Financial or Material Abuse

Definition: This includes theft, fraud, exploitation, pressures in connection with wills, property, inheritance or financial transactions or the misuse or misappropriation of property, possessions or benefits. Indicators include:

  • Unexplained or sudden inability to pay bills;

  • Unexplained or sudden withdrawal of money from accounts;

  • Funds diverted to someone else’s use;

  • Damage to property;

  • Unexplained disappearance of possessions;

  • No funds for food, clothes or services;

  • Refusal to spend money;

  • Disparity between living conditions and assets;

  • Extraordinary interest by family member in older person’s assets;

  • Making dramatic financial decisions.

Neglect and Acts of Omission

Definition: This includes ignoring medical or physical needs, failure to provide access to appropriate health, social care or educational services, or withholding the necessities of life, such as medication, adequate nutrition and heating. Indicators include:

  • Dehydration

  • Malnutrition

  • Inappropriate clothing

  • Poor hygiene

  • Unkempt appearance

  • Under or over medicated

  • Unattended medical needs

  • Exposure to danger and/or lack of supervision

  • Absence of required aids e.g. glasses or dentures

  • Pressure sores

Institutional Abuse

Definition: Inappropriate practices or systems employed by or within the organisation which deny people using the service, their right to choice, privacy and independence. Indicators include:

  • Staff become desensitised through lack of management and supervision and accept as reasonable, practices which could be deemed inappropriate outside the organisation;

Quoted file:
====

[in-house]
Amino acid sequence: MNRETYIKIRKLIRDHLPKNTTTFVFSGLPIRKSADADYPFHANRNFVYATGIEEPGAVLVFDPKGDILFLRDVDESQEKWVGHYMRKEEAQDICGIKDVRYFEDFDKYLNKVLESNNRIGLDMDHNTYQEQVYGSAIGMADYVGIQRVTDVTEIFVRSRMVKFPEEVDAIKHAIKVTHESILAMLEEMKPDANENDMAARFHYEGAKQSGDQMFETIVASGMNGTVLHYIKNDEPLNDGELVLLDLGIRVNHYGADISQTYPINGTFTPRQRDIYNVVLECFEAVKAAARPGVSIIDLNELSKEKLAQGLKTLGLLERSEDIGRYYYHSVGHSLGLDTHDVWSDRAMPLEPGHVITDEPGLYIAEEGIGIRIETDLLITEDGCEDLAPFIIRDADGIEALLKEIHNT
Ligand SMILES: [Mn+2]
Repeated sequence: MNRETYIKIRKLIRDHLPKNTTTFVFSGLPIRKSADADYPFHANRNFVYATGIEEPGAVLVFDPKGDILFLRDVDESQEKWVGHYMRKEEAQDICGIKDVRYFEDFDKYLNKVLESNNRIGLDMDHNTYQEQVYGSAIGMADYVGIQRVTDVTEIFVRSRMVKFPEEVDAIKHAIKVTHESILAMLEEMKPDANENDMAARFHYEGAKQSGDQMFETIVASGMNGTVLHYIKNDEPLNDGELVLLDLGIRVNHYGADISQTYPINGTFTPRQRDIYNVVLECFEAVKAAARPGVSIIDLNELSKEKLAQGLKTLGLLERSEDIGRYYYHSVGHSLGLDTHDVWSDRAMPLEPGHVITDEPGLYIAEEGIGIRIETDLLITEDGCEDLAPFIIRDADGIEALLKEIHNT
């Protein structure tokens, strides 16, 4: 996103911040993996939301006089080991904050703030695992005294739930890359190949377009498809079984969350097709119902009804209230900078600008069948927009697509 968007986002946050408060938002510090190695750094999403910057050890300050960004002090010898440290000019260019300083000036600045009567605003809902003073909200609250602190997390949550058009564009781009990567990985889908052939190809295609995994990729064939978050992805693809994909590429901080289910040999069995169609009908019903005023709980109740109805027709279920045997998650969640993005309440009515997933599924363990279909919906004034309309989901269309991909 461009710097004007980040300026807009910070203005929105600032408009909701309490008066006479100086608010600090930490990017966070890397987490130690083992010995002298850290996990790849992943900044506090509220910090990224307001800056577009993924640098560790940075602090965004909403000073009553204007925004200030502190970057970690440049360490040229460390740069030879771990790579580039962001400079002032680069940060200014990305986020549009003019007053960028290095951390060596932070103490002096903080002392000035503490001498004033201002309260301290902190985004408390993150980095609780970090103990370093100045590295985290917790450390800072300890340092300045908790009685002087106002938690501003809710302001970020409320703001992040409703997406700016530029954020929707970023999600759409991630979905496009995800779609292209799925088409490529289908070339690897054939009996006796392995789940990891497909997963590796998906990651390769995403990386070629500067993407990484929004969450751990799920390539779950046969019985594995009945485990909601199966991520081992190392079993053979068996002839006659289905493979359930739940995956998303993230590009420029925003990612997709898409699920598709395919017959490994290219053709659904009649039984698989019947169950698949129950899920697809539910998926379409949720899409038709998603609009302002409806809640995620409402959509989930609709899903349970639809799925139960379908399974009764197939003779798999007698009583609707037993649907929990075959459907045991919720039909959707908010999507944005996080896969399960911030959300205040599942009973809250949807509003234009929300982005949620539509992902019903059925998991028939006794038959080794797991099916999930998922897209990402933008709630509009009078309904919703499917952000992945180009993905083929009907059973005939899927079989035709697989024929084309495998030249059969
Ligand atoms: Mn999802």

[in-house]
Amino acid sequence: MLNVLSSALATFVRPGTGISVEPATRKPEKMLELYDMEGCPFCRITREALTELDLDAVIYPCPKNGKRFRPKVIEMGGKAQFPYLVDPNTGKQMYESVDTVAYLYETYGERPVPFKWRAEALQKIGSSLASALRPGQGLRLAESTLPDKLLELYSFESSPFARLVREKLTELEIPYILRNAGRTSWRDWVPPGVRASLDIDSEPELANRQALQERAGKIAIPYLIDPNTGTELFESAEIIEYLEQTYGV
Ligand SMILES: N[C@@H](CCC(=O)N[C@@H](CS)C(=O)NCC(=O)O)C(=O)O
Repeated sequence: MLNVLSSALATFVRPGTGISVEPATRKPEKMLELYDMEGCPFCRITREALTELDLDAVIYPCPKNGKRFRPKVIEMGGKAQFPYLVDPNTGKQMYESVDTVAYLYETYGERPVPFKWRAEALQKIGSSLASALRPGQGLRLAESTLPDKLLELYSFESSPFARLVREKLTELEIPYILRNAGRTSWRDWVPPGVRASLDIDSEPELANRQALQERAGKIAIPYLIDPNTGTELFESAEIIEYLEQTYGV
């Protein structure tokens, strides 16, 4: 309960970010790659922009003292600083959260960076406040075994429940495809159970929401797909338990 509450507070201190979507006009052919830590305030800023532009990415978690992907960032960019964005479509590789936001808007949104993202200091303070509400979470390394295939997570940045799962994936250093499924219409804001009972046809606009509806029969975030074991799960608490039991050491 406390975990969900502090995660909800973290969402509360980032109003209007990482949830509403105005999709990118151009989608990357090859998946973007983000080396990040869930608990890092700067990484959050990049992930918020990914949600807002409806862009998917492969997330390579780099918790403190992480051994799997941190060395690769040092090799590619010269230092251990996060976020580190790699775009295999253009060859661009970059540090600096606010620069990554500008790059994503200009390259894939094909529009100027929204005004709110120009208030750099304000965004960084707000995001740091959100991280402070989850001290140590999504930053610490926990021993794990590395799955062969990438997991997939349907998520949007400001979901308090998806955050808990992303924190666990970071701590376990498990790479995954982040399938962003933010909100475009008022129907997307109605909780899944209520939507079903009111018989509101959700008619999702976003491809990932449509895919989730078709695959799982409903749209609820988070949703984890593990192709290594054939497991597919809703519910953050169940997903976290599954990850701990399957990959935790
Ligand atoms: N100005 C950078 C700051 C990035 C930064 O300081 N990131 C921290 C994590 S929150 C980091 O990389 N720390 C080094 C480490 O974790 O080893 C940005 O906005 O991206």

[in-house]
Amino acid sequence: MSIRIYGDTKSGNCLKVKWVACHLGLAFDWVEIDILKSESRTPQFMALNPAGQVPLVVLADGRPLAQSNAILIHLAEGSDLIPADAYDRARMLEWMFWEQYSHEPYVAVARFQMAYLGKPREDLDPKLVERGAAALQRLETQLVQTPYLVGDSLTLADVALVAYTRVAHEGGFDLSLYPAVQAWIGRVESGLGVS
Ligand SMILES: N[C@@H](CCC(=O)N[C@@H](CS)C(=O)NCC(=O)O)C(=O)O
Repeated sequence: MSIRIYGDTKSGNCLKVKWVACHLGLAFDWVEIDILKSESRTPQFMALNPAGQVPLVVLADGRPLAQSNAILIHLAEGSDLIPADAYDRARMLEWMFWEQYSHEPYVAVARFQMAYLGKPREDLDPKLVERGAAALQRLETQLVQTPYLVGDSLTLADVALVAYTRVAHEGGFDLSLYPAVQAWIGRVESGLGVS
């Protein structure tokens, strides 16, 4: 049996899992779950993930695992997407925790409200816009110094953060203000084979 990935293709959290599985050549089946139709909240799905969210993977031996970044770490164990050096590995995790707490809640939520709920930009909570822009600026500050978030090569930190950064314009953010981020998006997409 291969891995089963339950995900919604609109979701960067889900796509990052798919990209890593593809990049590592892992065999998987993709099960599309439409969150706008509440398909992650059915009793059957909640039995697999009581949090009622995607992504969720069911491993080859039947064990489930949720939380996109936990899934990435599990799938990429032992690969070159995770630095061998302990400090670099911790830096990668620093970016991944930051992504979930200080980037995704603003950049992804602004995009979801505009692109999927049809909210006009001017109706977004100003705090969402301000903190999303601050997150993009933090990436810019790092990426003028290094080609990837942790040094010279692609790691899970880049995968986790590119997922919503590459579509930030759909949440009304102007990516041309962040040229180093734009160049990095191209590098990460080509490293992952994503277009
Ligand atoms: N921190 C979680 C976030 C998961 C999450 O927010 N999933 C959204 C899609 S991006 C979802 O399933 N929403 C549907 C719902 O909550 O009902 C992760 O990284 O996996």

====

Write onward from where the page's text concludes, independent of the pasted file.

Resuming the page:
• Staff and management do not listen to, hear and/or respond appropriately to views of people using the service;

  • The organisation cannot respond within a reasonable timeframe or appropriately to complaints made;

  • People using the service are treated collectively rather than as individuals;

  • The person’s right to privacy and choice are not respected e.g. the practice of entering a person’s room without knocking and getting a response;

  • Talking about an individual’s personal or intimate details in a manner that does not respect a person’s right to privacy. These also include:

  • Poor record keeping i.e. reports /records unavailable;

  • Failure to account for incidents/accidents and falls etc.;

  • Unsatisfactory response to complaints;

  • Service users appearing frightened/depressed/ anxious;

  • Staff ordering people around or shouting at them;

  • Poor moving and handling practices;

  • Lack of stimulation in daily activity;

  • Service users reluctant to talk about their care, visitors/visiting professionals made to feel uncomfortable and unwelcome and lack of opportunity to see service user alone;

  • Locks/ties on the outside doors, ties on chairs;

  • Furniture in rooms positioned to restrict movement;

  • Clothing dirty;

  • Poor drug administration

If you have any questions or queries please contact us on 021 427 58 37 or